Tuesday, March 5, 2024

Can IoT Solve The Shortage of Indian Doctors?

Check out what IoT related smart concepts could potentially do to Indian healthcare

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With Internet of Things, also known as IoT, making sharp penetrations into the Indian scheme of things, various newer opportunities are being created across diverse sectors. One such sector is Indian healthcare which currently differentiates treatments based on the financial condition of patients. Also, with lack of proper availability of full-fledged doctors, especially in the tier-2 and rural regions, healthcare requires a much-needed shot in the arm through IoT.

Well, the good news is that experts; both IoT solution engineers and medical professionals are optimistic about witnessing a new revolution in Indian healthcare, a focal area is in the mitigation of shortage of doctors. As per Medical Council of India (MCI) statistics, the doctor-people ratio in India was a shocking 1:1681 in 2016.

In this regard, we spoke to experts who presented their optimism about IoT, and related concepts such as Artificial Intelligence (AI), Machine Learning (ML), and smart concepts playing a vital role in taking the initial level burden off both doctors, and patients overall.

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Rural healthcare –  Machine Learning (ML), and smart concepts playing a vital role in taking the initi

Undoubtedly, deployment of healthcare solutions in rural geographies is even today the biggest challenge for the government of India. Also, with as much as 70% of the Indian population present in tier-2 and rural areas with abysmal healthcare facilities, there is always a risk of an increase in mortality rates.

IoT in healthcare
IoT and smart concepts would potentially boost Indian healthcare, feel experts

As per Bastin Robin- chief data scientist at Bangalore-based Hash Research Labs, effective mitigation techniques to the above scenario are Remote Patient Monitoring (RPM) devices injected with a dose of IoT. Here, RPM hardware can start from the most basic level which is blood pressure monitors, glucose meters, and other wearables that are easy to not only use but also monitor.

Bastin believes that these devices can be engineered to send real-time data to clinics/hospitals via the internet. “Now it’s easy for the doctors to understand the pattern and trends of patients’ health data which can make remote consultation possible up to certain limits”, states Bastin.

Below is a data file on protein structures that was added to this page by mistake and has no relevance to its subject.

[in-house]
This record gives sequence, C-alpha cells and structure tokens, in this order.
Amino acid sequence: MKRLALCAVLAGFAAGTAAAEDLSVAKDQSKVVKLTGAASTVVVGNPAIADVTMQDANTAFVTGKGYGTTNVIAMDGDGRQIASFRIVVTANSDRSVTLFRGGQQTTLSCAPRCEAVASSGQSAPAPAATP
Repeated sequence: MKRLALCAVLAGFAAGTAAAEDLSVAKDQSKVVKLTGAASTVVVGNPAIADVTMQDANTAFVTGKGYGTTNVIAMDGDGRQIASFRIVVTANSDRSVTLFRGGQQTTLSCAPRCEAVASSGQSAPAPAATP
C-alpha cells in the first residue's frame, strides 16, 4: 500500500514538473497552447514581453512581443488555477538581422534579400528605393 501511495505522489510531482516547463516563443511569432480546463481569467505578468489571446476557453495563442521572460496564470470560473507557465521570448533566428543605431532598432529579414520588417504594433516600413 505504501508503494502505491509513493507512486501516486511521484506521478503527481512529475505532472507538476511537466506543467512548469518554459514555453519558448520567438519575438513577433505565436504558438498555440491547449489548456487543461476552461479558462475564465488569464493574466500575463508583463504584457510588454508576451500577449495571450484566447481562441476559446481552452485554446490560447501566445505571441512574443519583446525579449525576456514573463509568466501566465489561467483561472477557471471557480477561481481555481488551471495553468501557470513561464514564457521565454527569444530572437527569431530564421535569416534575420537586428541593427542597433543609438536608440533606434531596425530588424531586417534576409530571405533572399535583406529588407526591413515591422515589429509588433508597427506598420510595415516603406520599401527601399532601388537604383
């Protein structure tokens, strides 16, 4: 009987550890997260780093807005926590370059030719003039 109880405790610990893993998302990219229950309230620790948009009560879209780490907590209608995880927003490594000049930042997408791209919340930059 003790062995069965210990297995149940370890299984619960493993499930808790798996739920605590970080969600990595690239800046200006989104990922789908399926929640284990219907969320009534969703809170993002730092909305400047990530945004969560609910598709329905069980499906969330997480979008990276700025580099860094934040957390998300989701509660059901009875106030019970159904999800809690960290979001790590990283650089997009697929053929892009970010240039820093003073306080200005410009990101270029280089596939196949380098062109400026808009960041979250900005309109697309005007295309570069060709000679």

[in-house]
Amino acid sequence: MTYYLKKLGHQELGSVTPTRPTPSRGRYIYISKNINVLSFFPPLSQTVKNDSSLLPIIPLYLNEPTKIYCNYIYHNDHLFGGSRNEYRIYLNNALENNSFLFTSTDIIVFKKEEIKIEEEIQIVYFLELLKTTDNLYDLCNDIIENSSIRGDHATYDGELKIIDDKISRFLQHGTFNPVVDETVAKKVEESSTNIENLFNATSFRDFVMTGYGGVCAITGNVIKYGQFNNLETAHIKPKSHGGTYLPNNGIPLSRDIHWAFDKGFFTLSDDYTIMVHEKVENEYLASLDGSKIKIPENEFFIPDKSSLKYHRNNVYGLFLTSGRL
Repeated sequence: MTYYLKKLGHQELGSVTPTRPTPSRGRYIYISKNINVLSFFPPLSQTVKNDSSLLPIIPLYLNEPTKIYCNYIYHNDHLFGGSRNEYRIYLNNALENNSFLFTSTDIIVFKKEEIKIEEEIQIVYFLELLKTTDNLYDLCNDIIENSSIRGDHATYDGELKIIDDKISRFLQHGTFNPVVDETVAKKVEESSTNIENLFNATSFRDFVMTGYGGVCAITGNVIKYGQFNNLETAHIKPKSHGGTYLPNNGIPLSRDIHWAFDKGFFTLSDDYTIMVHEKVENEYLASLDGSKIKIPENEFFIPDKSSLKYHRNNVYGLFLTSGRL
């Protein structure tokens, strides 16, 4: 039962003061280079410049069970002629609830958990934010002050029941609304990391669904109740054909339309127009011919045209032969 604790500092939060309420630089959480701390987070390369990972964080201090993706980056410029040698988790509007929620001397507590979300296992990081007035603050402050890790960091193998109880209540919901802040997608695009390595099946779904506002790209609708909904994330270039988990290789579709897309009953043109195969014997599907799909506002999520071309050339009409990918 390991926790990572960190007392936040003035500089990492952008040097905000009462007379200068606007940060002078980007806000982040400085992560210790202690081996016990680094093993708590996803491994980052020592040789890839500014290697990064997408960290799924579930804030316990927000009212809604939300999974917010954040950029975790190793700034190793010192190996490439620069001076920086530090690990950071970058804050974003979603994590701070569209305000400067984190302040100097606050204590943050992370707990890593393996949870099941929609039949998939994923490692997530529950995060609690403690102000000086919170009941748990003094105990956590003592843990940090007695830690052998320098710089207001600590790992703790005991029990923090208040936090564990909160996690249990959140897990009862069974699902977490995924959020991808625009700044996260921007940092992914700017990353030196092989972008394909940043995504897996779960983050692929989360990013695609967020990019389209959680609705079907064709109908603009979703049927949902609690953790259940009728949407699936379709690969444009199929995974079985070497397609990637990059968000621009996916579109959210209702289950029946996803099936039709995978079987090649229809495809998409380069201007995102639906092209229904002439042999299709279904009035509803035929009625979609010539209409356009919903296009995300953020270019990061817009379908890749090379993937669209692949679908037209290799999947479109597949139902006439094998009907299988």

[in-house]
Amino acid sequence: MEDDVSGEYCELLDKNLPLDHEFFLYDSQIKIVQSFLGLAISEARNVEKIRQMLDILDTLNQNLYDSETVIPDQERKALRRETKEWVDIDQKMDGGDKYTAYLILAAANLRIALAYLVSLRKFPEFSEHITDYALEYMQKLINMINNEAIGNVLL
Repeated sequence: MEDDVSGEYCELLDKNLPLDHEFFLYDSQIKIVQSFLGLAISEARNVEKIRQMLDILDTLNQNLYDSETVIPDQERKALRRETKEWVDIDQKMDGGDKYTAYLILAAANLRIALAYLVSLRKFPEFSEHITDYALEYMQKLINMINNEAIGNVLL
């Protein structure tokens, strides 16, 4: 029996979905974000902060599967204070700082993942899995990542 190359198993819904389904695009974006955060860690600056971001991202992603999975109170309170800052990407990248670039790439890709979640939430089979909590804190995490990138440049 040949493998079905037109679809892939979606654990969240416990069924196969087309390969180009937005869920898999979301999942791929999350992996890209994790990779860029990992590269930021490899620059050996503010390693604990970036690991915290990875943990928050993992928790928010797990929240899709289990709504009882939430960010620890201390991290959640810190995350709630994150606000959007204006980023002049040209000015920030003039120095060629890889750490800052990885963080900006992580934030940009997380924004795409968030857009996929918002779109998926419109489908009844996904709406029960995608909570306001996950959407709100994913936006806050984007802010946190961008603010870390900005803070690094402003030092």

Bastin also feels that RPM would potentially serve as a blessing in disguise as far as health monitoring of the elderly and the chronically/terminally ill patients are concerned. Bastin opines that deployment of RPM along with Electronic Health Records (EHR) could result in financial savings (for the healthcare industry) amounting to as much as $700 billion in a time span of 15 years.

More smart clinics = increased availability of doctors for patients

Now, the concept of smart clinics should not sound alien to you. These are already functional in most of the western economies. Smart Clinics help when it comes to conducting tests without human intervention, and even communicating these directly to Doctors/patients.

This smart process saves valuable time of doctors as they can directly see ‘categorised’ reports as dashboards. This includes data of tests performed, the exact diagnosis, and the next steps to be followed by the patients. This directly translates into informed decisions on the part of doctors, and elimination of the possibilities of reports of patients getting interchanged.

Most importantly doctors have evaluable time in their hands to see more patients in the same amount of time.

Hence, micromanagement of tasks can be effectively handled by IoT and related smart concepts, thereby making doctors more accessible to the masses.

You are empowered to diagnose diseases on your own

Experts are of the view that awareness creation and medical empowerment of patients will be the biggest revolution of AI, ML, and smart concepts.

IoT in healthcare
IoT and smart concepts would potentially boost Indian healthcare, feel experts

“An example here would be a smart home camera that scans facial expressions for likely symptoms and passes on this data both to users as well as doctors, in the case of likely diseases”, states Ashissh Raichura – Founder at Scanbo.

This scenario would undoubtedly put the initial level of healthcare in the hands of people themselves rather than they having to visit doctors for diagnosis and having to wait long hours just to collect medical reports.

Doctors are off-loaded here and can concentrate more on actually treating the patients, with an emotional bond. However, do remember that smart diagnosis (at the home level itself) can be achieved only up to a limit; but even this is significant from a doctor’s viewpoint.


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